Aurganic - Life As A Canvas
- Artist: Aurganic
- Album: Life As A Canvas
- Year of Release: 2012
- ME Rating:
- Reviewed by: charlesmartel on 2012-04-25
Given that background, Aurganic are to be commended for a brave step. And opening any album with an instrumental is a brave step. However, the jazz influence really gets going with the second track, "False Accusations". But not just jazz. A close listen will reveal the true diversity of influences on offer here, from Camel and Van Der Graff Generator right up to Radiohead and Arcade Fire. And if that selection of influential bands is not enough to convince you, then let us state it for the record. The is music for an intelligent mind. If you are expecting to get up and dance then forget it. If you are not in a thoughtful mind then Life as a Canvas is either going to put you there or drive you out of the room.
Irregular time signatures; passages which seem improvised in their complexity and ease; and the smooth flow of sounds across a page, almost an aural representation of a yacht sailing across the billowing sea. Much use is made of a variety of instruments and styles, from the almost Glitch opening and underpinning "Pleasure Addict" to the ambient sounds which course though much of the music. Male guest vocals are augmented by guest appearances from Jessica Stuart whose rich voice is reminiscent, in the higher end its range, of Sadé.
The intermixture of instrumentals with vocal pieces breaks up what might otherwise be a difficult listen. The three "Ophiuchus" tracks, for example, despite their differences, could not be listened to together end to end. After the first one, the almost industrial sound of "Systematic Vision" (with a vocalist who at times reminds me, oddly, of both Ozzy Osbourne and Phil Collins) provides a stark contrast. But in truth, the sound is often too complex to get to grips with. There is a lot going on, too much at times, and without concentrating, any one track will not get under your skin. And you cannot concentrate on an album like this for too long.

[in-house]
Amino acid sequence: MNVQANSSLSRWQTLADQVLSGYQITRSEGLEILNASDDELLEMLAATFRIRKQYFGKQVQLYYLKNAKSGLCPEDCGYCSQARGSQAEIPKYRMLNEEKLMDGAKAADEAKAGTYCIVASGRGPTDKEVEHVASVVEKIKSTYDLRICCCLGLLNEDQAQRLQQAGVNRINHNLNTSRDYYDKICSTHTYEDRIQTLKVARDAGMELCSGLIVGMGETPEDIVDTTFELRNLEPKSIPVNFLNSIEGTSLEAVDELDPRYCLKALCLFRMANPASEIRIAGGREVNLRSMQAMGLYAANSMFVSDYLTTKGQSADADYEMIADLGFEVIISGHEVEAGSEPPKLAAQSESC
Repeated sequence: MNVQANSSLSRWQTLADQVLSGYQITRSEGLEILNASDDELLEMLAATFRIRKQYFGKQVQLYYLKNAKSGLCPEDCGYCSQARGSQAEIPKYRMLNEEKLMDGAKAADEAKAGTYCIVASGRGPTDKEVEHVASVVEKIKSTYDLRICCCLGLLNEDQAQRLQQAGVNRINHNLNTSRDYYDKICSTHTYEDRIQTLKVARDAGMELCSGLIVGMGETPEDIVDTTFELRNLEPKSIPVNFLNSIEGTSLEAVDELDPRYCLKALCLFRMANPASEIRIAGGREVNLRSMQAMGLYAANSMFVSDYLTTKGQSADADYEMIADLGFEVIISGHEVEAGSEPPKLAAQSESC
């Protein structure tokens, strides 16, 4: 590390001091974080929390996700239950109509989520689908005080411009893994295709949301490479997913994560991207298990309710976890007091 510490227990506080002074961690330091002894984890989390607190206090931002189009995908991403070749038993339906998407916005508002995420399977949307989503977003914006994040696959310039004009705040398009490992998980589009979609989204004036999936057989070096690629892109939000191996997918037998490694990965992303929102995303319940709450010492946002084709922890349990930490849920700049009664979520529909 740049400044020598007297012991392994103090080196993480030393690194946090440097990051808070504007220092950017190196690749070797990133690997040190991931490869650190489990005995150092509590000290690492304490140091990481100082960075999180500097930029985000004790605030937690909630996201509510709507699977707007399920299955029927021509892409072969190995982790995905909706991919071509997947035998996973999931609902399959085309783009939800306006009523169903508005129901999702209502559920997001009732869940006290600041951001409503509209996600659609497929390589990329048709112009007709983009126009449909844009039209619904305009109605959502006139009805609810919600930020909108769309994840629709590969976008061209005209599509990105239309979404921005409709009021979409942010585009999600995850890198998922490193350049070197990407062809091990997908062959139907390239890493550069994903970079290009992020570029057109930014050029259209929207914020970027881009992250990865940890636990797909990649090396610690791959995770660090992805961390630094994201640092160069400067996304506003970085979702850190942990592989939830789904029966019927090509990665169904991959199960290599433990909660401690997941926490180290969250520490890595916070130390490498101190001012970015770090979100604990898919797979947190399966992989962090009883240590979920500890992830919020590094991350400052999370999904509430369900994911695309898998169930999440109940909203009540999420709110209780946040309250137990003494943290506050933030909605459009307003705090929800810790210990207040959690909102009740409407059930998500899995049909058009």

And perhaps therein lies the problem. No one is going to doubt that Aurganic have immense ability. No one can dounbt after listening to Life as a Canvas that the band has the capacity and the intention of producing thoughtful, deep and at times impressive music. The more I listened to this the more I began to appreciate the layers of sound, the patterns which seem to vary with each hearing and the occasional hidden depths. But in this age of instantaneous gratification, where a piece of music without immediate appeal is all too often overlooked, where a teenager with the buds of his mp3 player in his ears hears music as the soundtrack to a life rather than a journey of multiple experiences, I fear that the patience to grow to appreciate this album is lacking. The truth is most people are not going to listen to this more than once, and few, I doubt will get through the whole album. Sure this has its audience, and will go down very well with that audience, but Aurganic are unlikely to break out of a narrow niche unless they change their style drastically, something I fear they (and I) would regard as something of a betrayal.
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